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Taxpayers Win With New FCC Proposal

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AP Photo/Jacquelyn Martin, File

Since President Trump assumed office two years ago, his administration and appointees have been dedicated to reviewing the regulatory rulebook and eliminating outdated provisions that suppress economic growth and job creation. Leading the deregulation agenda is the Federal Communications Commission (FCC), which has worked diligently to reverse burdensome Obama-era policies. Their bold actions include rolling back oppressive Title II regulations, auctioning more spectrum for commercial use, streamlining inefficiencies, and more. Now, a new proposal could have a massive impact on opening more consumer internet choices to more Americans.

Last September, the FCC unveiled a notice of proposed rulemaking (NPRM) clarifying the guidelines (and limitations) of how localities are able to charge franchise fees on cable operators. NTU has long noted the impact that excessive fees implemented by state and local governments have in choking video and voice cable deployment, so we commend the FCC for their continued attention to this issue.

For communications service providers, deploying broadband and video cable infrastructure is not as easy as simply digging up dirt and laying wires. Providers face significant pre-deployment barriers from local governments and public utilities that make the process more expensive. In most cases, cable companies must negotiate with local governments for access to specific right of way (ROW) spaces so they can place their lines on publicly or privately owned properties. To the detriment of consumers and providers, localities make it purposefully difficult to access these ROWs by attempting to charge providers exorbitant fees for this access, which can drastically increase the cost of network construction and delay network implementation.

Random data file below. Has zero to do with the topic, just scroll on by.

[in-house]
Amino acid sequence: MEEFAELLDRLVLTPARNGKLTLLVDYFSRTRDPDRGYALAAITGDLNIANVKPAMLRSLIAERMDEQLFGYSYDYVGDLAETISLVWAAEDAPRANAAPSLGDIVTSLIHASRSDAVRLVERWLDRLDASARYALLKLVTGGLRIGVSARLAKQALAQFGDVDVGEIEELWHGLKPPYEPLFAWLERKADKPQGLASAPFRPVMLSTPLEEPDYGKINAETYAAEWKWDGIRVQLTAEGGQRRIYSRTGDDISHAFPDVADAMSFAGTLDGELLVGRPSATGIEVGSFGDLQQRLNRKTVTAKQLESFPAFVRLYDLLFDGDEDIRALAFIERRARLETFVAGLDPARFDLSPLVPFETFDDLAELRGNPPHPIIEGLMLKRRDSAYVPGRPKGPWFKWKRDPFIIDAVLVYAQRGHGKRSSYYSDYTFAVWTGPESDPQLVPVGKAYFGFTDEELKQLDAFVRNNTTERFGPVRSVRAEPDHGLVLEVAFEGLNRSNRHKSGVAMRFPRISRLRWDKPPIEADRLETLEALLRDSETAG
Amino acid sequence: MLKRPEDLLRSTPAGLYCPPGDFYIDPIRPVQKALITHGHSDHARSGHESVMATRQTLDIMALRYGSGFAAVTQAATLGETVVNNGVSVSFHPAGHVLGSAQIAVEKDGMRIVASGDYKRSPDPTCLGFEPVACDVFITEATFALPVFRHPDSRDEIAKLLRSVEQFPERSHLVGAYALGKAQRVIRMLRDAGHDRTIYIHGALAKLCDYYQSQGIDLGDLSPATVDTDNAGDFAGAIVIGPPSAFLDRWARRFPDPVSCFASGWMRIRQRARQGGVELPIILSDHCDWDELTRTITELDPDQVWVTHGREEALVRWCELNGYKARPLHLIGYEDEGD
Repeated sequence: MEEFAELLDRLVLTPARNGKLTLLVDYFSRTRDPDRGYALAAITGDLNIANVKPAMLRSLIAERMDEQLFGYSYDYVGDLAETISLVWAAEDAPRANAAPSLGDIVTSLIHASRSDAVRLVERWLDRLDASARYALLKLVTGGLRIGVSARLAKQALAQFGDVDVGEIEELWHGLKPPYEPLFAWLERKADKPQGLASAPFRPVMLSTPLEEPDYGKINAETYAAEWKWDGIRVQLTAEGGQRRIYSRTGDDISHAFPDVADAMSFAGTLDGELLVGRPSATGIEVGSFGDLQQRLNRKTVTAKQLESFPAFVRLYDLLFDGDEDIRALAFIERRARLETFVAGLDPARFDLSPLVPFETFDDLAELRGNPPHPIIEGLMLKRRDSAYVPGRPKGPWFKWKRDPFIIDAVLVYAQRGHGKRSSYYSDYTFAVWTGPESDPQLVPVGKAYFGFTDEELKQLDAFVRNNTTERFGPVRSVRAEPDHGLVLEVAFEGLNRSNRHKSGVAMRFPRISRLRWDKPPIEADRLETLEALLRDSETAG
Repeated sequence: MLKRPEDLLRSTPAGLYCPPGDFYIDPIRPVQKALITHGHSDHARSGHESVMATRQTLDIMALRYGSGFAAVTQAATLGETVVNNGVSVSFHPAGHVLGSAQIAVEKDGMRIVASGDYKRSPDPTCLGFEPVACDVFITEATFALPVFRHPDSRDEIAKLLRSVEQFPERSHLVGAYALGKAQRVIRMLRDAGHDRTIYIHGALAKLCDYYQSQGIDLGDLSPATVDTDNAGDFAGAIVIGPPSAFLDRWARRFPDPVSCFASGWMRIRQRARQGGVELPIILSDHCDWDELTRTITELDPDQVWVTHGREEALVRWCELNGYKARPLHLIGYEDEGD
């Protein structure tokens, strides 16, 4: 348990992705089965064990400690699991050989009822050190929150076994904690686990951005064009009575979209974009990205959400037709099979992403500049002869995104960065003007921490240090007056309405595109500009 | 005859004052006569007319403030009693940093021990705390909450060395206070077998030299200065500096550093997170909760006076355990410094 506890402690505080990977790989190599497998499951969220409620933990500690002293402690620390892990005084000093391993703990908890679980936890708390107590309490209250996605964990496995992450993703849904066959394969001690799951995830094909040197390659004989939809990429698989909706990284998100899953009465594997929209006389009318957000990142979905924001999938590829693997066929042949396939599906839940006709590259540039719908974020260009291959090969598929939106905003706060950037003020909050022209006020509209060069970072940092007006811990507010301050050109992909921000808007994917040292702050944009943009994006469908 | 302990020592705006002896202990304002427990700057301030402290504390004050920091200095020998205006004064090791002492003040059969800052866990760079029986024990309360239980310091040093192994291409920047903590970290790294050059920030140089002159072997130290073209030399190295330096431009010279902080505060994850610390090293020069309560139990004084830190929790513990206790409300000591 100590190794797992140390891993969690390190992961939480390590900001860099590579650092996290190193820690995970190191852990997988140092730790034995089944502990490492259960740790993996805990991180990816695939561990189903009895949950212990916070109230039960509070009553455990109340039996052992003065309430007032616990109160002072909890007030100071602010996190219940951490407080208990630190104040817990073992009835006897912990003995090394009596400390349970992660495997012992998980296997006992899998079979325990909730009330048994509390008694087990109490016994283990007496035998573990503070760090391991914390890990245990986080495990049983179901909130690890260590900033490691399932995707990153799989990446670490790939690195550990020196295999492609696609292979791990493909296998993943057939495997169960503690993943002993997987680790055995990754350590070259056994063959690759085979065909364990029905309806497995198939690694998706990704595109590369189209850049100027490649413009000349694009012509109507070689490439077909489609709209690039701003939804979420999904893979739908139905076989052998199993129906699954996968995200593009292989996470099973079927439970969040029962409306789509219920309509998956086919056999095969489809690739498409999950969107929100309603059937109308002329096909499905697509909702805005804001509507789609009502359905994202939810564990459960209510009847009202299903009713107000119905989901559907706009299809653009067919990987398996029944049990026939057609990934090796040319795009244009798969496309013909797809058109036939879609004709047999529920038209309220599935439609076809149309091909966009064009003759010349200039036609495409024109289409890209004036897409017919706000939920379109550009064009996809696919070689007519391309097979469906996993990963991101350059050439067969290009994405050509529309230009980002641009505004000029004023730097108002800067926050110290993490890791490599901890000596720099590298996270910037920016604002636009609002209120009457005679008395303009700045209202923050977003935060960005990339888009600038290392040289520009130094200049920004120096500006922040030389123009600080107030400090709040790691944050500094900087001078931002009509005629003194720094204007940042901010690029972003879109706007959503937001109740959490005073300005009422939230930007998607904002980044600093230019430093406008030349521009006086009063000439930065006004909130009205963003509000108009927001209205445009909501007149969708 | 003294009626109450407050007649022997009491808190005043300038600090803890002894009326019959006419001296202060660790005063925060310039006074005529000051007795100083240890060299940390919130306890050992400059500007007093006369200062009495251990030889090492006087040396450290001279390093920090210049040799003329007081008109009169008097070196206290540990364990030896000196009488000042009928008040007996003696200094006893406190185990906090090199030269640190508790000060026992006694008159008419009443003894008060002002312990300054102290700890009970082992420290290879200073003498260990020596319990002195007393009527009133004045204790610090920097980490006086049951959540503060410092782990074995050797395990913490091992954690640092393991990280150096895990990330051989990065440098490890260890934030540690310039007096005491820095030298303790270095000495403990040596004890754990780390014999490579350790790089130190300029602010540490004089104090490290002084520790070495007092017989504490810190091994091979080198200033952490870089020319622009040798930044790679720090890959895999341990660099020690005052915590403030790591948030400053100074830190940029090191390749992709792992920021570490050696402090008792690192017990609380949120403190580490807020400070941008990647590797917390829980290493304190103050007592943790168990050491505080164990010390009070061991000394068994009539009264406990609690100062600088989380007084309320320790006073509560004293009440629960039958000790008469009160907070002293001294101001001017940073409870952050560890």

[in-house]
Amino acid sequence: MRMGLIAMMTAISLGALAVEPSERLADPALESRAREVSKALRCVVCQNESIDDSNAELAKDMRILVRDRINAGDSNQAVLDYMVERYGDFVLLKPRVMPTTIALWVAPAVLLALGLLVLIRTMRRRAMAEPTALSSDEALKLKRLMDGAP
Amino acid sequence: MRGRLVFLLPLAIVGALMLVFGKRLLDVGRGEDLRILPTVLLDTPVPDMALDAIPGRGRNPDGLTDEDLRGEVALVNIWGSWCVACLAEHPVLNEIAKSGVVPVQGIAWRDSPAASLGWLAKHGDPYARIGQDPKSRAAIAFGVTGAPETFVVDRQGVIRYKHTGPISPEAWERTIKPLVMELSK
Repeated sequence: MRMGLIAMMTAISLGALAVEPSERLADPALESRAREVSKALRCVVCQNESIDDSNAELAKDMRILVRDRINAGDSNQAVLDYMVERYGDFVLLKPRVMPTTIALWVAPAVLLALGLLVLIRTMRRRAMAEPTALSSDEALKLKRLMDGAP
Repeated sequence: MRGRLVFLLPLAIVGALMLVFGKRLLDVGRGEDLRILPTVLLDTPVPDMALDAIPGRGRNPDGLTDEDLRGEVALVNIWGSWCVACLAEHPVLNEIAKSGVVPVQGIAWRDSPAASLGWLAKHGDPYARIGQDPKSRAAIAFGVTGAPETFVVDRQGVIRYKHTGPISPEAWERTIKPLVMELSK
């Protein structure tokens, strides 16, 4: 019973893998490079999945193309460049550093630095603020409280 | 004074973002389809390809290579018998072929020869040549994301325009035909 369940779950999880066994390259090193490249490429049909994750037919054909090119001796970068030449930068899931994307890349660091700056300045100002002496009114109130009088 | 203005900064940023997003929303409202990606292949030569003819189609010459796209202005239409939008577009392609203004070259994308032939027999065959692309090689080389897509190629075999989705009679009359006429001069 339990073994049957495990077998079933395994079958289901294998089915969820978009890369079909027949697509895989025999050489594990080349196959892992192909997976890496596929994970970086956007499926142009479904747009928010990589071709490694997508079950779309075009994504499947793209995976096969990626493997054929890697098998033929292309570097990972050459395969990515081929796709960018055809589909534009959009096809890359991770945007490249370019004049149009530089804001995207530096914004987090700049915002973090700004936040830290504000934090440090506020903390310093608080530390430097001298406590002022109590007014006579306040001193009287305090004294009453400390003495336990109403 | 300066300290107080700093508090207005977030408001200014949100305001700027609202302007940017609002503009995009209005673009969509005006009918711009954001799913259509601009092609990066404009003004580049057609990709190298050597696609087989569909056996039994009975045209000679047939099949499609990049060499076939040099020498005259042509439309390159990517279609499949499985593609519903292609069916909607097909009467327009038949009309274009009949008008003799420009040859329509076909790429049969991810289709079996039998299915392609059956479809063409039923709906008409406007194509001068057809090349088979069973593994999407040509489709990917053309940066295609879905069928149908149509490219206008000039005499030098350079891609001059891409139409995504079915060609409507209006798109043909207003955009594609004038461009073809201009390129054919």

In addition to boosting government coffers, operators may also be required to meet non-monetary conditions of a franchise agreement, usually referred to as “in-kind contributions.” These additional conditions can include public access channels, funds to assist local citizens or organizations in producing programming for these channels, and studios and equipment for those interested in providing local programming. In some cases, it also means providing free or discounted cable services to government buildings.

Estimates show cable providers pay more than $3 billion in just monetary franchise fees to state and local governments each year. But it remains unclear the exact dollar amount of in-kind contributions providers are giving to local governments. As is the case with most taxes and fees, higher costs are inevitably pushed on to consumers in the form of higher monthly bills or delayed broadband deployment.

Thankfully, the FCC is attacking the heart of the problem. Their NPRM makes clear that the Congressionally established 5 percent cap on franchise fees must also include the value of in-kind contributions in their calculations. This is a proposal with bipartisan commission support largely because of this fair trade-off to allow for the value inclusion of these offerings. 

Naturally, the lobby for local government interests and some Democratic senators are pushing back, arguing it will lead to a loss in desired services that people rely on, but such a scenario is unlikely to happen largely because the infrastructure is already in place. Counties and cities are most concerned about losing the ability to shake down private companies for money and other goodies.  

Taxpayers and consumers have a direct interest in this development, as taxes, fees and regulations create new burdens in the market that curb innovation. These burdensome costs not only make it more difficult for more consumers to access video and voice services, but can ultimately increase monthly service bills, and halt the roll out of faster broadband services. Simply put, red tape and artificial costs threaten the ability of Americans to enjoy modern telecommunication services. 

The FCC has a real opportunity to rein in money-hungry politicians who see cable providers as nothing more than an endless pit of revenue. Approving the NRPM will make a real difference in the lives of many consumers and encourage greater enhancement of investment across the country to get Americans more connected than ever before.

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